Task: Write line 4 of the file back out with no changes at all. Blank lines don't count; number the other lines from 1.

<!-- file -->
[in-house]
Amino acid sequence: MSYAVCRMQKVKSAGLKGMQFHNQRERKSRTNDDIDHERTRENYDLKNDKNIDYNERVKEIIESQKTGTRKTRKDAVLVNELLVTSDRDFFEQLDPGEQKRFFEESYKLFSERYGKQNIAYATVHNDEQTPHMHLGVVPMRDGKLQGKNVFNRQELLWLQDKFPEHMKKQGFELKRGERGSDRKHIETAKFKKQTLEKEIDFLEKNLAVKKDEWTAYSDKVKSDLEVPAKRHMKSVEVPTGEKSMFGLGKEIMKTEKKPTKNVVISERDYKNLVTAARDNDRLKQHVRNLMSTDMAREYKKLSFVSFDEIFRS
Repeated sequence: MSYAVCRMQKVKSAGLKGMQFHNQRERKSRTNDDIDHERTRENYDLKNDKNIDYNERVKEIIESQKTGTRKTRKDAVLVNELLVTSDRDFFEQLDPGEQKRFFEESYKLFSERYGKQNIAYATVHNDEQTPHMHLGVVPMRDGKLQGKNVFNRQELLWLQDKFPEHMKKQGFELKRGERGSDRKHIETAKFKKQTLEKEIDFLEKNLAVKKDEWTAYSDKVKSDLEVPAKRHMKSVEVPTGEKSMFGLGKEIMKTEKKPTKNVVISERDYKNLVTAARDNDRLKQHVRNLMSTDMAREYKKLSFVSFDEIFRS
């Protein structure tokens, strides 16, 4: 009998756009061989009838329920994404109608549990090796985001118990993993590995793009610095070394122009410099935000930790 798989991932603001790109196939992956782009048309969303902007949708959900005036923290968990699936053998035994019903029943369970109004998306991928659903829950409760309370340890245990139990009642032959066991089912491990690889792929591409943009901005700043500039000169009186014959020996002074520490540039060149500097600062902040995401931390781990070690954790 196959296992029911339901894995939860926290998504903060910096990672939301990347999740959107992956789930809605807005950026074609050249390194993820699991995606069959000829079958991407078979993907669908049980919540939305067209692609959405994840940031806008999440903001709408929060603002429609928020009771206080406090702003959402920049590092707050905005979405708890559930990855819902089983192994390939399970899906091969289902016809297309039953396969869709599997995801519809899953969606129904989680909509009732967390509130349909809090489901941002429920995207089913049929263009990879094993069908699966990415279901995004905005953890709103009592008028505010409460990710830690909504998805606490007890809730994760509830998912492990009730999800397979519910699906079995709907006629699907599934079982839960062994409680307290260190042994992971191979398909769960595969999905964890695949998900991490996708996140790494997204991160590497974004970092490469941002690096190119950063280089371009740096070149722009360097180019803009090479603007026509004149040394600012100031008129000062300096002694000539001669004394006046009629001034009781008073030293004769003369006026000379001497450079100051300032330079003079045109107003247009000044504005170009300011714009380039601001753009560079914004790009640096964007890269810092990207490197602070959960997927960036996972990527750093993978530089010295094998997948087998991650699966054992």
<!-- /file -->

């Protein structure tokens, strides 16, 4: 009998756009061989009838329920994404109608549990090796985001118990993993590995793009610095070394122009410099935000930790 798989991932603001790109196939992956782009048309969303902007949708959900005036923290968990699936053998035994019903029943369970109004998306991928659903829950409760309370340890245990139990009642032959066991089912491990690889792929591409943009901005700043500039000169009186014959020996002074520490540039060149500097600062902040995401931390781990070690954790 196959296992029911339901894995939860926290998504903060910096990672939301990347999740959107992956789930809605807005950026074609050249390194993820699991995606069959000829079958991407078979993907669908049980919540939305067209692609959405994840940031806008999440903001709408929060603002429609928020009771206080406090702003959402920049590092707050905005979405708890559930990855819902089983192994390939399970899906091969289902016809297309039953396969869709599997995801519809899953969606129904989680909509009732967390509130349909809090489901941002429920995207089913049929263009990879094993069908699966990415279901995004905005953890709103009592008028505010409460990710830690909504998805606490007890809730994760509830998912492990009730999800397979519910699906079995709907006629699907599934079982839960062994409680307290260190042994992971191979398909769960595969999905964890695949998900991490996708996140790494997204991160590497974004970092490469941002690096190119950063280089371009740096070149722009360097180019803009090479603007026509004149040394600012100031008129000062300096002694000539001669004394006046009629001034009781008073030293004769003369006026000379001497450079100051300032330079003079045109107003247009000044504005170009300011714009380039601001753009560079914004790009640096964007890269810092990207490197602070959960997927960036996972990527750093993978530089010295094998997948087998991650699966054992």